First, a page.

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A local woman explains how blood donations saved her from a near-death experience

Studies show that Sickle Cell Disease disproportionately impacts the Black community

MEMPHIS, Tenn. — Sickle Cell is a disease that plagues the Black community. Studies show that African-Americans are at a much higher risk of battling the disease, and right now there is a need for blood donations. 

25-year-old Sickle Cell Survivor Alexis Tappan said she recalls having a sickle cell crisis that lead to a near-death experience. 

"My organs started shutting down and they put me on an ICU and gave me like 16 hours to live or die," Tappan expressed. 

Her sickle cell journey started shortly after she was born. Tappan said she has been a fighter since the beginning when she was born prematurely and had bronchial pulmonary dysplasia. 

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It is a chronic lung disease that required her to be on oxygen for more than a year.

Alexis also said sickle cell disease kept her in the hospital, which was the leading cause of her needing chronic blood transfusions. She found herself having to go to the hospital every single month for more blood, but Alexis expressed how she will never forget how a blood exchange saved her life just six years ago. 

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"A blood exchange is when they take out the bad blood and put in new blood. And you only do that when there's a life or death case and so back in 2016, I was in ICU and they had to do a blood exchange," Alexis said. "They just had to do everything they could to save my life. My doctor said I was close to dying."

Since then, it is her faith in God, family, and following the doctor's orders that have helped her. 

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Alexis also gives credit to hydroxyurea treatments and said once she went to St. Jude, she was able to get more help with her condition, which has drastically changed her entire life around.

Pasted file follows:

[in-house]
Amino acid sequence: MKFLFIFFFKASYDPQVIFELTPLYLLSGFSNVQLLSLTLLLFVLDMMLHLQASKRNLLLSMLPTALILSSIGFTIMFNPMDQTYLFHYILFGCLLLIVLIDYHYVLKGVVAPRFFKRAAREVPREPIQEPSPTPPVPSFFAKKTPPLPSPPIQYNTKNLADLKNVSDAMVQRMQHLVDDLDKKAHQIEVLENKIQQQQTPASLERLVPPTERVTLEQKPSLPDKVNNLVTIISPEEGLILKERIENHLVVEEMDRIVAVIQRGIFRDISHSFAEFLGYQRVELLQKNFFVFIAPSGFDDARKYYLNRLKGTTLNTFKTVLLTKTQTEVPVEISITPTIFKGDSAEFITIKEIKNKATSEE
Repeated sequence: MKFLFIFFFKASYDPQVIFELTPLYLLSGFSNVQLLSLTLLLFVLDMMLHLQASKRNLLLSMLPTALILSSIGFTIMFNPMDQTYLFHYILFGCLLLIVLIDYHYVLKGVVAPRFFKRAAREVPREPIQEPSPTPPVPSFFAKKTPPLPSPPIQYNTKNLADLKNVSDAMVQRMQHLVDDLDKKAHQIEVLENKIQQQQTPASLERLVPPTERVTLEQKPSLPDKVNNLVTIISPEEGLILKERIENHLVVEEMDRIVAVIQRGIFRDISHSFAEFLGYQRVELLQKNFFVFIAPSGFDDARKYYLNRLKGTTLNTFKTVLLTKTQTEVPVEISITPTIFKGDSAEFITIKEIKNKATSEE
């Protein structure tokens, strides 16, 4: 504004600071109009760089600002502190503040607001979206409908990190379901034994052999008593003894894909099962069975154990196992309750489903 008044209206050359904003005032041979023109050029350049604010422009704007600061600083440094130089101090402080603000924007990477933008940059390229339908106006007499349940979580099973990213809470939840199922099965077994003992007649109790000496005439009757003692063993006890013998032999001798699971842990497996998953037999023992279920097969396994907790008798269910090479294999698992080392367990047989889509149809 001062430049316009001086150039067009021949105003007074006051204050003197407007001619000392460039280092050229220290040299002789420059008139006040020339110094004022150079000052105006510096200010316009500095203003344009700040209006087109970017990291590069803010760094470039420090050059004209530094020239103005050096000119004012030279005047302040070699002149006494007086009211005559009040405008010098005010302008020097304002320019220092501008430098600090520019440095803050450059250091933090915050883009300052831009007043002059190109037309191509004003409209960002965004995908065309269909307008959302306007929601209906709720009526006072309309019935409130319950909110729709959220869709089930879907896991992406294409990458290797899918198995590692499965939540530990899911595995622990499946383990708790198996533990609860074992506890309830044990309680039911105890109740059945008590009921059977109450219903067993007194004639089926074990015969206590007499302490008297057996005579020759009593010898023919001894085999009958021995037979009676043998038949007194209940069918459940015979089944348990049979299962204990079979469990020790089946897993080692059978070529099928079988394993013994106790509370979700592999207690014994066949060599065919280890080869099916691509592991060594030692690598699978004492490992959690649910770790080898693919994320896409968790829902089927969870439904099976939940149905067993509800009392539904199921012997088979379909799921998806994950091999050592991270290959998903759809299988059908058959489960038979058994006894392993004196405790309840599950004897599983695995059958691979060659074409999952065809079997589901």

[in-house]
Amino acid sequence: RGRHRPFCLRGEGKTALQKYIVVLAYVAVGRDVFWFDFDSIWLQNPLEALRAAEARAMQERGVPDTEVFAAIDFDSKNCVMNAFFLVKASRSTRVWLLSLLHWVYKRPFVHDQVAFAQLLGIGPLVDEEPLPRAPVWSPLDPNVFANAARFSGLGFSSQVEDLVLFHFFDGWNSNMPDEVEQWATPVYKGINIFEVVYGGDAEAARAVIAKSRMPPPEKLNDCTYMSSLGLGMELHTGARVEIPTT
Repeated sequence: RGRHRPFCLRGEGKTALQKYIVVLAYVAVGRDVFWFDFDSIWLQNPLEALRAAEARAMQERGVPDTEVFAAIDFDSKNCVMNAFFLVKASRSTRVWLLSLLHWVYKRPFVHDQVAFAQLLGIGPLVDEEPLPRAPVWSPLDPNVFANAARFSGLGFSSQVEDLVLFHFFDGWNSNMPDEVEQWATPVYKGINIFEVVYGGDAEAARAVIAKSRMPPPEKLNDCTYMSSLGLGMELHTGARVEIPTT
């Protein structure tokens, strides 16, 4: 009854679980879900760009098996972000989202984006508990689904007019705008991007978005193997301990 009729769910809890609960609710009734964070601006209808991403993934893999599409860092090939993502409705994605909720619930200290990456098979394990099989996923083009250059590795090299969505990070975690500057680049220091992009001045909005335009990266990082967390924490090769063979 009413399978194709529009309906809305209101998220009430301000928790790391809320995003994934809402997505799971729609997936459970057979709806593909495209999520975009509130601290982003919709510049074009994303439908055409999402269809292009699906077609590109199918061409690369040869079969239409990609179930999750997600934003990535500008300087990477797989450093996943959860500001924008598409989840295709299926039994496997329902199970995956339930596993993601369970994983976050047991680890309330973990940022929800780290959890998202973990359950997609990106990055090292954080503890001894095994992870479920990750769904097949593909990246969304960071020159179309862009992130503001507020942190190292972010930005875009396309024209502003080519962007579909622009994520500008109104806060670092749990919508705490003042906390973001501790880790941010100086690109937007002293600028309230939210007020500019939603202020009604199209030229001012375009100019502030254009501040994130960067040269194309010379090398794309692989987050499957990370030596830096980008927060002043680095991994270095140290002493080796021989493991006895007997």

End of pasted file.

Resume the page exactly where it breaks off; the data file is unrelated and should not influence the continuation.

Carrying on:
"It increases the hemoglobin and lowers the pain crisis that a sickle cell patient will have," Alexis said. 

Vitalant Representative Stephanie Kizziar stated that there is a need for younger people and African-Americans to donate blood if they can. 

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She said with the population in Memphis consisting mostly of African-Americans, it would be nice to see the percentage of donors increase.

"It's the blood on the shelves that is saving lives, and especially these patients who need blood to have a good quality of life. That's huge! You are contributing to someone having a better life," Kizziar expressed. "That's something that you really can't do in any other way. You can donate money, you can donate your time volunteering, but with blood, there is no substitute for it."

Alexis stated how donations would lessen the pain and will allow her to continue to maximize her passions and thrive as a business owner

"I got my associate's degree in business administration from Southwest and I also got my bachelor's degree in fashion merchandising and I graduated magna cum laude from the U of Mem."

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